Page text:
With the injury to running back Alfred Blue (ankle) this past Thursday along with other running backs on the roster, the Jaguars needed to add depth at the position. Hood will get every opportunity to make the team, but his chances are rather slim.
Lee, a 2018 6th-round pick by the Jaguars was finally released as a corresponding move to signing Hood. Releasing Lee will not come to much of a shock for Jaguars fans. Lee has struggled throughout the offseason and in the preseason during both of his seasons with the Jaguars. This leaves backup quarterbacks Gardner Minshew and Alex McGough to battle it out in the Jaguars last two preseason games — although it looks like Minshew has the upper hand as of right now.
Jaguars defensive end Datone Jones has inside track on backup job
Earlier this offseason, the Jacksonville Jaguars opted to sign seven-year veteran Datone Jones as a means to create more competition and depth behind defensive end Calais Campbell. At the time, this was seen as more of a roster-filler type move, essentially to make sure the Jaguars have enough bodies during training camp. However, the situation has completely changed due to the way Jones has played during the offseason and into training camp.
Jones, 6’4″ 285 pounds, was originally drafted 26th overall in the 2013 NFL draft by the Green Bay Packers. Coming out of UCLA he was expected to make a major impact along the defensive line after accumulating a respectable 62 tackles, 16 tackles for loss, and 6.5 sacks during his senior season. Since being drafted, Jones has bounced around the NFL playing for the Minnesota Vikings, Detroit Lions, San Francisco 49ers and, most recently, the Dallas Cowboys.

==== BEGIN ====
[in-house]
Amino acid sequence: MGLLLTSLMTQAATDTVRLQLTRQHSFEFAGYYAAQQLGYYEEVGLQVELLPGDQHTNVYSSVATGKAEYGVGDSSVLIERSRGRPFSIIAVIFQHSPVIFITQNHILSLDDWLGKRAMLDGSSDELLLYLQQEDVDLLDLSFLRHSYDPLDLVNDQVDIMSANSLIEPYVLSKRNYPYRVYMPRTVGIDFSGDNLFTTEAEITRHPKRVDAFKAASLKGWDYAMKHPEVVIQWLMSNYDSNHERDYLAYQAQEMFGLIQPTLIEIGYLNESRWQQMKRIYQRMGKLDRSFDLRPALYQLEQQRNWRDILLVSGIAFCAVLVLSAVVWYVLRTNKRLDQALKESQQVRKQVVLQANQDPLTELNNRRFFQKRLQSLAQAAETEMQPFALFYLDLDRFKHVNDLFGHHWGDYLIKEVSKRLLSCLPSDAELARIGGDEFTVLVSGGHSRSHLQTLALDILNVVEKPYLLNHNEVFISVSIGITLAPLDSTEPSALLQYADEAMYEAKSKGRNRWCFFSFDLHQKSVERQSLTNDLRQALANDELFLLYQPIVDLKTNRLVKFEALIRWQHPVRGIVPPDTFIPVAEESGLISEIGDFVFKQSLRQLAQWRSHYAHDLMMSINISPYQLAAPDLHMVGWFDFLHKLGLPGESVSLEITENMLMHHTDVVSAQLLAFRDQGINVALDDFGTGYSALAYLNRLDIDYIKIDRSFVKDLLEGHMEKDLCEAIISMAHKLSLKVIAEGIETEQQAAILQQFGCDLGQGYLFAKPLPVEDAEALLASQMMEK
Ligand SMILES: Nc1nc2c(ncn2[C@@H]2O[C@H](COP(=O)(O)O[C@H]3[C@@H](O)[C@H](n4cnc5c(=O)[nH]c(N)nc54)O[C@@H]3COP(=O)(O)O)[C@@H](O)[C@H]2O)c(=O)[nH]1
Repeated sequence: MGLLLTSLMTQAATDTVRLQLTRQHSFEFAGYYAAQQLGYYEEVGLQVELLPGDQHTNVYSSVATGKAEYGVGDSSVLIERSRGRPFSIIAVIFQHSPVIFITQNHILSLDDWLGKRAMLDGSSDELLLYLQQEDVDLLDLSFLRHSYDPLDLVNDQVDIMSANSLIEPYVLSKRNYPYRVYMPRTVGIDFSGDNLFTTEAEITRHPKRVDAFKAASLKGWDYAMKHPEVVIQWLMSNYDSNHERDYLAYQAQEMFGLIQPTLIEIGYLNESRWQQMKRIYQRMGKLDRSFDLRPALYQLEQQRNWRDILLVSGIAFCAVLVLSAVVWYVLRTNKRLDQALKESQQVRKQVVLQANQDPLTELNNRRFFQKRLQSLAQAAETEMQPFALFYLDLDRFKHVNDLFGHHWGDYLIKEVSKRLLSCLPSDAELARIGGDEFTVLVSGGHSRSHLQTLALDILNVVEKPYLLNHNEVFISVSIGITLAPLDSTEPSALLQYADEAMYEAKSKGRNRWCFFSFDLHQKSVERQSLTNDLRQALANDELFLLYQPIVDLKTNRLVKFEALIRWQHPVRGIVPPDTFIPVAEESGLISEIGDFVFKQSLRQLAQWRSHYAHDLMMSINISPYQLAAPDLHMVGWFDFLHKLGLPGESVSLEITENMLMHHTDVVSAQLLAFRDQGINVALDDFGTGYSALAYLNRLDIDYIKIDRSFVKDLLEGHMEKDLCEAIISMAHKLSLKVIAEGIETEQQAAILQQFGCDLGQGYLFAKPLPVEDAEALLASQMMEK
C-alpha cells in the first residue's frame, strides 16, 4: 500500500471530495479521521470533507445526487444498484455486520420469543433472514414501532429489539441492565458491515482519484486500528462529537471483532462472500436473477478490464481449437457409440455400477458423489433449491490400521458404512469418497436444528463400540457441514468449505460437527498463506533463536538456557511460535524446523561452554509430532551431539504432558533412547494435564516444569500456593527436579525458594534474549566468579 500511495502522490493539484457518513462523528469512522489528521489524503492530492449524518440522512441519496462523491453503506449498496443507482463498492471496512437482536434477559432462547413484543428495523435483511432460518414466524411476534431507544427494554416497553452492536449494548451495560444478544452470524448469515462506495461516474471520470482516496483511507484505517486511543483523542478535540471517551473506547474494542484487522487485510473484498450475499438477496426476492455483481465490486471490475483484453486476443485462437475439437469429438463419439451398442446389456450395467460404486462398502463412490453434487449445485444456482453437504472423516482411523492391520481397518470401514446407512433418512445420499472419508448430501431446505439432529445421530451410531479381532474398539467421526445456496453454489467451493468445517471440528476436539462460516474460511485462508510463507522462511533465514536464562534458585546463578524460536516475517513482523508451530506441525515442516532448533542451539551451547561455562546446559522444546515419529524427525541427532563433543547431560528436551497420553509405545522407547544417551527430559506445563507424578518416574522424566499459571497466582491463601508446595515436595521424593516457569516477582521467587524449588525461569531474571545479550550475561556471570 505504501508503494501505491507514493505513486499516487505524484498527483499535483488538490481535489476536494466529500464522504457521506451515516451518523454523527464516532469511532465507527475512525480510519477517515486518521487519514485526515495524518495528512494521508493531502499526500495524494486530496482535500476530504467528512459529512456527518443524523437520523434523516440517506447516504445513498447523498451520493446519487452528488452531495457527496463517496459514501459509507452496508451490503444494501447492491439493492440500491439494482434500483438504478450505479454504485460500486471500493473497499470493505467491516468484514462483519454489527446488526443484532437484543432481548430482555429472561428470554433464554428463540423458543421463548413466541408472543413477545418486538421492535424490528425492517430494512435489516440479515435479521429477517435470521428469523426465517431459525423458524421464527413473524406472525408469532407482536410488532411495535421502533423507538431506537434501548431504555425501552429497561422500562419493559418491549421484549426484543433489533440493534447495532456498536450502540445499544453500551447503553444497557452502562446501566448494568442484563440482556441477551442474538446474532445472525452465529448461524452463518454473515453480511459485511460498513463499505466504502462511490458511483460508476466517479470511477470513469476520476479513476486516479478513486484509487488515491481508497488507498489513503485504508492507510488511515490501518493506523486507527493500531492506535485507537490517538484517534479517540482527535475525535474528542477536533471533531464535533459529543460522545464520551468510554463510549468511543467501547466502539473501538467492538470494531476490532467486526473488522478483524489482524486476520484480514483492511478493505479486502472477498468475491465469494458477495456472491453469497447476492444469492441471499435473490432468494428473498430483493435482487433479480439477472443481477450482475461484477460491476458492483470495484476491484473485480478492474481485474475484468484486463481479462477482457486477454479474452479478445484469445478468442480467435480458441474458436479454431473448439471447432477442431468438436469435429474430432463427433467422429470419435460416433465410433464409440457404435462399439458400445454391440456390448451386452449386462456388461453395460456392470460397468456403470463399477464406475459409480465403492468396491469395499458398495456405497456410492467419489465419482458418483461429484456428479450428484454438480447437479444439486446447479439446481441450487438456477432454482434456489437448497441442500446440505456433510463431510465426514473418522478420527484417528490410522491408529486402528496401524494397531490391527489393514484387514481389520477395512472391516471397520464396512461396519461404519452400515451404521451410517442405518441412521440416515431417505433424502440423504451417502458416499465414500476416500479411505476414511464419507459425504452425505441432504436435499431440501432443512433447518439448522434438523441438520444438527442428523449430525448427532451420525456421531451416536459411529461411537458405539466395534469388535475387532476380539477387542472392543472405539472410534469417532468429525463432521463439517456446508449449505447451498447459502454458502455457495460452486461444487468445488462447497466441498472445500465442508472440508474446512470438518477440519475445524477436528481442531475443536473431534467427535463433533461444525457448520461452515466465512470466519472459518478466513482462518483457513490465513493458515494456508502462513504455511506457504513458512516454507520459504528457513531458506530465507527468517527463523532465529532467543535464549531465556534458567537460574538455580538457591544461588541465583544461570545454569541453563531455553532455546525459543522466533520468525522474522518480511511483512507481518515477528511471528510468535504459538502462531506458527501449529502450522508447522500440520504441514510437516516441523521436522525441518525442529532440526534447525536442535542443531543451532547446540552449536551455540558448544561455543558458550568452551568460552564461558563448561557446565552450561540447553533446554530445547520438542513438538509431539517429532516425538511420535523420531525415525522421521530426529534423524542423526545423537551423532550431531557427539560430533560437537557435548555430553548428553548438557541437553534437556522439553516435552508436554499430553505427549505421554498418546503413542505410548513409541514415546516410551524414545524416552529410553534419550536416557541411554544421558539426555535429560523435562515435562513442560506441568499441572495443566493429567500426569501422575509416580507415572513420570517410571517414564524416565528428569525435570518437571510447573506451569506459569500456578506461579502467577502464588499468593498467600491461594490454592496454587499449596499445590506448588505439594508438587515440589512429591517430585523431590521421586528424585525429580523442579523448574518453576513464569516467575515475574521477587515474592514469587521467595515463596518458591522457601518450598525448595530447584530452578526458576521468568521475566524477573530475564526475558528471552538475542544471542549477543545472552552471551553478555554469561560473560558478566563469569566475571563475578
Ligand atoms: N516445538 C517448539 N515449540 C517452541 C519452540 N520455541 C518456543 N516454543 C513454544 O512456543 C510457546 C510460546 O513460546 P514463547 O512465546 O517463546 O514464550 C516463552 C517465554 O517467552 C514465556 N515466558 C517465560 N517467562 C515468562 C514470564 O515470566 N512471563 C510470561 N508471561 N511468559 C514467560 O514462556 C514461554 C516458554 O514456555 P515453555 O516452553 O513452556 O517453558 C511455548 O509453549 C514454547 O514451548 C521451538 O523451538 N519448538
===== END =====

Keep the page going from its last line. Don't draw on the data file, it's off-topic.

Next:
Jones was not able to make as much of an impact on the Packers’ 3-4 defensive front after bouncing around from the defensive line to — surprisingly — linebacker.
For a short time, Jones signed with the Minnesota Vikings shortly after his contract with the Packers ended and expressed the concern of a position switch during an interview with the Vikings update stating, “They didn’t tell me. I found out on NFL Network that they had moved me to outside linebacker, I kind of knew that I would have to make the adjustment or I wasn’t going to be there anymore. I wanted to come into a place where I felt most natural, where I could really showcase my ability, what I could really do.”